It's done! It's done! The powder room is done!
If you’re confused because you saw me finish the wallpaper 4 months ago, then that makes two of us. What feels like an eternity in blogging years was double that IRL (that's 8 months, in case it's too early to be doing math where you are). And yet the powder room was still not finished! What was the hold-up, you ask??
A spot for the soap & hand towel. A small thing, I know – & yet so important. I should probably be embarrassed, but I’m too busy being relieved. It was like running the race of my life and then crawling the last 20 meters in Crane Pose. Anti-climactic much?
I've never given much thought to the soap & hand towel sitch in other bathrooms. The soap goes on the counter, the towel goes on the towel bar. #NoBrainer And yet suddenly it wasn't so obvious once I found myself with a doll-sized bathroom, a doll-sized sink and wallpaper that I'm terrified of putting holes in. What I really wanted was this mirror from Anthropologie (or this one!) with an attached shelf for soap because that would be a 2 birds 1 stone scenario – but I couldn't bring myself to spend $300 on a mirror for the powder room. Maybe someday...
I was driving myself crazy looking at affordable options & liking none of them when I stumbled upon these little cuties on Signature Hardware’s website. They were simpler and more rustic than anything I'd considered before, but I think that’s what I liked most about them. The wallpaper is the true star here, and these guys are perfectly happy to be out of the limelight and revel in their understated charm.
I was gonna have to suck it up and put some holes in the wall. Four to be exact – enough to nearly give me a heart attack! So I did what any normal person does when they think they're having a heart attack – I consulted the all-knowing interwebs. Obviously. Experts seem to agree on this method for protecting the sanctity of your wallpaper: cut an upside down V in the wallpaper, peel it down and put your nail hole directly in the drywall. Then, when you decide to move whatever was hung there, you should be able to paste the paper flap back where it was for a seamless repair. It sounds pretty clever – but I'm hoping I never have to find out if it actually works. I just went with it, and so far so cute.
All the success stories I’ve read to date talk about using this trick for itty bitty nail holes. I, on the other hand, needed some big honkin’ craters for drywall anchors and screws. That complicates matters because any repairs would require me to remove the anchors, spackle the gaping hole
where my heart used to be
and sand it down to be level with the drywall I can no longer see – all without messing up the wallpaper. Should be fun! This is either a really dumb idea, or it’s a perfect example of "scaling up." Don't worry, guys. I have some spare paper lying around if things go totally bananas.
If you have wallpaper and feel like taking a leap of faith with me, here’s how I hung these fixtures:
1. I started by choosing a position on the wall. This gets its own step because what's usually a simple task feels like a high-stakes gamble when wallpaper is involved. I wanted the soap & towel to be convenient to reach when standing at the sink so guests don't have to bend down, reach up, or smush their arms like a T-Rex to dry their hands. I also wanted them to sit at a point in the pattern that would help me camouflage future hypothetical repairs.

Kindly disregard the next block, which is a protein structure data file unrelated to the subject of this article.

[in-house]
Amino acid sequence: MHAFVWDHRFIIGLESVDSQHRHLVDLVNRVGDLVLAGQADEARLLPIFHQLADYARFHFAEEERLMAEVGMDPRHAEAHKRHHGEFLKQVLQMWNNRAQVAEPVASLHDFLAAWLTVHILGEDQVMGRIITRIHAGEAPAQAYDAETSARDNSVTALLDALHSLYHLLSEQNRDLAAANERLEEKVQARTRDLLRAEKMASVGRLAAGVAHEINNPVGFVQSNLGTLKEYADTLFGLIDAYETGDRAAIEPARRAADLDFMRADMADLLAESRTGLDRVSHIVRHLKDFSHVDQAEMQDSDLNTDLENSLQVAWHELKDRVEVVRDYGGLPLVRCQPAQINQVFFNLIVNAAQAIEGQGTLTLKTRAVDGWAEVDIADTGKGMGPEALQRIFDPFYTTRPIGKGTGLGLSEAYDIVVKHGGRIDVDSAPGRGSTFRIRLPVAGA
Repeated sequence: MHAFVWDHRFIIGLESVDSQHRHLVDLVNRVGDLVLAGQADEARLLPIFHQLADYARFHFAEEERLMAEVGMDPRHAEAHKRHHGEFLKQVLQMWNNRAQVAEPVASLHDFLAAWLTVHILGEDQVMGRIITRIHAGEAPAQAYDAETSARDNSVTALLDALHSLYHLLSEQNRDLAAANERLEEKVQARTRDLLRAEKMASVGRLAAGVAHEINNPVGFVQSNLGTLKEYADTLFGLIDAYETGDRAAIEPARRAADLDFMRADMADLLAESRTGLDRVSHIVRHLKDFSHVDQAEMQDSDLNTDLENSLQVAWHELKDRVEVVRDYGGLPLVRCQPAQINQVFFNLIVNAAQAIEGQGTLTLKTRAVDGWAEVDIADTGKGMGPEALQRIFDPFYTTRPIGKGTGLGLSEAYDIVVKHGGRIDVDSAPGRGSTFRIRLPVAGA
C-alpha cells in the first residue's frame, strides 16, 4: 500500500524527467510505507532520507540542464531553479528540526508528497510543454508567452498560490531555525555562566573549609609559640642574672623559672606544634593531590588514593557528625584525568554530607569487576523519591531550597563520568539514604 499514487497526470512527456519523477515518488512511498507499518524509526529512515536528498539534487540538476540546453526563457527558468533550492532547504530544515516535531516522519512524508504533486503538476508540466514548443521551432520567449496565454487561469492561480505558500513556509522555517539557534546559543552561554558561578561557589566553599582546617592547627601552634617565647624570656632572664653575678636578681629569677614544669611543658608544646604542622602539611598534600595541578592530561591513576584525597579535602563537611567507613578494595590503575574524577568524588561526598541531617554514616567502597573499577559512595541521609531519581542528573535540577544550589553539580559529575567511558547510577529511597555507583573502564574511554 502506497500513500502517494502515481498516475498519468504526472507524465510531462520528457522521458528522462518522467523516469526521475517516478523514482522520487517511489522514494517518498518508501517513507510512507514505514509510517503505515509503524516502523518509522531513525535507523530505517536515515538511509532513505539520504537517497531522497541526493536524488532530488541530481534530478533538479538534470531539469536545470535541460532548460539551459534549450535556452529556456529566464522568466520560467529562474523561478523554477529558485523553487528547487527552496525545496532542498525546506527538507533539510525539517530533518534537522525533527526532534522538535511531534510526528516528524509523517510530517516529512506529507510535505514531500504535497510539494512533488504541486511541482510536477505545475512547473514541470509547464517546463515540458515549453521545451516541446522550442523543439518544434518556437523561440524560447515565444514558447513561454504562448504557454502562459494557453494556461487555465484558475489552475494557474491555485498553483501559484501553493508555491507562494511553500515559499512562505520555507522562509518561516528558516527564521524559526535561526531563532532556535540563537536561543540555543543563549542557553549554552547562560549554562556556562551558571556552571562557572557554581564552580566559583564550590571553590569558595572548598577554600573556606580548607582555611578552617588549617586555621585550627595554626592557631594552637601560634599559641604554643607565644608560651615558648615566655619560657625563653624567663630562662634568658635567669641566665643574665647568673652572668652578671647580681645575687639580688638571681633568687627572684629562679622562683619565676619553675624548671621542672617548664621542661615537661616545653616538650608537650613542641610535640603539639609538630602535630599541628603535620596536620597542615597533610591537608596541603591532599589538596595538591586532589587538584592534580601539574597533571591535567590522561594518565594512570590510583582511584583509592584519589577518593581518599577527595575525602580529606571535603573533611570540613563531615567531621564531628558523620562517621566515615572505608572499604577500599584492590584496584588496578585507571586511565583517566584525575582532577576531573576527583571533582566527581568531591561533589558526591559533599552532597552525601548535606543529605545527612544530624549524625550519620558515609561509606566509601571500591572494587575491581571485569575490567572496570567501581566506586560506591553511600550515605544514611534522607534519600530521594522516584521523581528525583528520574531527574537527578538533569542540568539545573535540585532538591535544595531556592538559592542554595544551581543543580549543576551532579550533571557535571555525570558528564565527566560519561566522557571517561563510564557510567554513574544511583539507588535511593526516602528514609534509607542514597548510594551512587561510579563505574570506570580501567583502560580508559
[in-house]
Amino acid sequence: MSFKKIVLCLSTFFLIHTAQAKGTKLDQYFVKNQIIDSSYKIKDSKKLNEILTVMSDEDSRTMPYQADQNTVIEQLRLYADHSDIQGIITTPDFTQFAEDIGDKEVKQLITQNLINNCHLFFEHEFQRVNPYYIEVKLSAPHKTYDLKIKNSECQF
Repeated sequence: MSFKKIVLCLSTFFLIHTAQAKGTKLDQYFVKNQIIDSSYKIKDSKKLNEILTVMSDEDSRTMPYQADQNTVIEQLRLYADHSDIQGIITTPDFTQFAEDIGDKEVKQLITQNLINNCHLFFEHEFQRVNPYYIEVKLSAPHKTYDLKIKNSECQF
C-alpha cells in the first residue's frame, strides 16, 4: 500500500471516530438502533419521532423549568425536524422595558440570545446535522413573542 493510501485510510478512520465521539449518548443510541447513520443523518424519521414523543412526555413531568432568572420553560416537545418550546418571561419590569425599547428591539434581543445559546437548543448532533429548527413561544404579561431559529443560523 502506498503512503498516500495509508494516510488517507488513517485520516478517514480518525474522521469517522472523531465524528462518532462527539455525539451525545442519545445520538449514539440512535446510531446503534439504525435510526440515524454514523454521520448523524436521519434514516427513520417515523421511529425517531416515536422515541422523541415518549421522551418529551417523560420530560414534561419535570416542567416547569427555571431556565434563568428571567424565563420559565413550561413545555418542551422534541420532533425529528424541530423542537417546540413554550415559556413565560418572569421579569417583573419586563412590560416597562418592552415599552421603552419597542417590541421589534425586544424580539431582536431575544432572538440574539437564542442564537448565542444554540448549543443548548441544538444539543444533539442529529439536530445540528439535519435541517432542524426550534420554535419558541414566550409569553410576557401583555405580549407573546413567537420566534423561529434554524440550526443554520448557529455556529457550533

2. Next, I leveled the hanging plate and just barely marked my holes with pencil. When I say "just barely," I mean my mark could have been confused for a microscopic dust particle. It’s a miracle I could see it at all.
3. Then I held my drywall anchors up to the wall & centered it on the microscopic-dust-flake-of-a-mark to determine how big of an upside-down V I needed to cut. The answer, to my dismay, was “Really big.” : [
4. Then for the “Here goes nothing” moment — I used an Exacto knife to cut the upside-down V big enough to comfortably surround the drywall anchor on all sides....... What's done is done.
5. Gently, carefully, nervously I peeled the wallpaper back from the wall and bent it down. My two cut-outs looked like evil Jack-o’-lantern eyes saying, “What have you done?!”
6. Then it was time to bring out the big guns, and by guns I mean drill. I drilled 1/4” holes on my original marks and then screwed in the cool drywall anchors that came with my soap dish. Those eyes just got a little creepier...
7. From there it was a matter of attaching & adjusting the hanging plate so it was level. I screwed it in most of the way, checked the level and then tightened it down. The actual soap dish hooked onto the plate with a little screw.
It was essentially the same dealio for the towel hook, but with smaller holes and cutouts. Thank god. So there you have it. This room is fully functioning now! And my little Low-Cost-And-Found stool that I made from a lampshade is doing a fine job holding that extra toilet paper!
This entire powder room makeover cost me less than $150, and the results are not too shabby if I do say so myself! It wins the honor of being the first "finished" room in the house. Also the smallest. ; ] Huge thanks once again to Dana Miller of HouseTweaking & Wallpaper Direct for gifting me this awesome wallpaper. The pattern is "Mountains" by Miss Print.